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November 03, 2021

SitNews Front Page Photo by SUSAN HOYT

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This little owl flew into a window and was stunned; the little critter didn't seem to mind posing for a photograph during recovery. The owl recovered thanks to the photographer and was released.
SitNews Front Page Photo by SUSAN HOYT ©2021
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Fish Factor: Alaska’s largest crab fishery; Dunleavy discusses bycatch; & More...By LAINE WELCH - It’s hard to believe, but Dungeness crab in the Gulf of Alaska is now Alaska’s largest crab fishery – a distinction due to the collapse of stocks in the Bering Sea.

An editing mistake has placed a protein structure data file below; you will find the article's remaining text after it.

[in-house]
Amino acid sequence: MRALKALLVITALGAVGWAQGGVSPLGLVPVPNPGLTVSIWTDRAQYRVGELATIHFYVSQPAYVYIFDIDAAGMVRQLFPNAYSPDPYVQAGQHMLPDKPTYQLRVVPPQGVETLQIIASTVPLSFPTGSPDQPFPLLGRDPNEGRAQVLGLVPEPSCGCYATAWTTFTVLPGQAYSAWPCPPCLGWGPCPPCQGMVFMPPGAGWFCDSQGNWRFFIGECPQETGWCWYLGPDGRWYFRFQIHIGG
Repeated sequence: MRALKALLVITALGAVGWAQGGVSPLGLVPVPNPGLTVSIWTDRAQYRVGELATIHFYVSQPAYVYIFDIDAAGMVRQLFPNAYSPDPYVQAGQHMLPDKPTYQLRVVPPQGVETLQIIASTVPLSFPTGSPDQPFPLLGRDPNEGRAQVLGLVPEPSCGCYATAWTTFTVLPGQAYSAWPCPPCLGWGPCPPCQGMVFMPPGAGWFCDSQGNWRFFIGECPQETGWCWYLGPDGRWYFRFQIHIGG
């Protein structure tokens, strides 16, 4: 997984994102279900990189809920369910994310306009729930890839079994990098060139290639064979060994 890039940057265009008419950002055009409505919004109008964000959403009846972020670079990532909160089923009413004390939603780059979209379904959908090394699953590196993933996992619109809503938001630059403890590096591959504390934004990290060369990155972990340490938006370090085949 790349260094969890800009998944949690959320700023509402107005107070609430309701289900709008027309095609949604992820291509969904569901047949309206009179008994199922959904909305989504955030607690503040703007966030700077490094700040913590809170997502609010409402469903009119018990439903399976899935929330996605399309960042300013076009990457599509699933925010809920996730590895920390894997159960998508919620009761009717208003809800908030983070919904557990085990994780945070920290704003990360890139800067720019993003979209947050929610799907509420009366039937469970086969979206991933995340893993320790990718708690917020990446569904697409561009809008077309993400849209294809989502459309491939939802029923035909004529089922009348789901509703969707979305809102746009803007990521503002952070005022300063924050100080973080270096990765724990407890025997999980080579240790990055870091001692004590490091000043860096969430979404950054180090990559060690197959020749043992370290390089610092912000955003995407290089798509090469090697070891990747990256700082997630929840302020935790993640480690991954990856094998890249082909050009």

Combined Dungeness catches so far from Southeast and the westward region (Kodiak, Chignik and the Alaska Peninsula) totaled over 7.5 million pounds as the last pots were being pulled at the end of October. 

Ranking second is golden king crab taken along the Aleutian Islands with a harvest by four boats of about 6 million pounds. 

For snow crab, long the Bering Sea’s most productive shellfish fishery, the catch was cut by 88% to 5.6 million pounds this season. 

The Gulf’s Dungeness fishery will provide a nice payday for crabbers. The dungies, which weigh just over two pounds on average, were fetching $4.21 per pound for 209 permit holders at Southeast who will share in the value of over $14 million. 

The price was slightly higher at $4.25 for 54 westward region crabbers where catches will bring in nearly $18 million at the docks.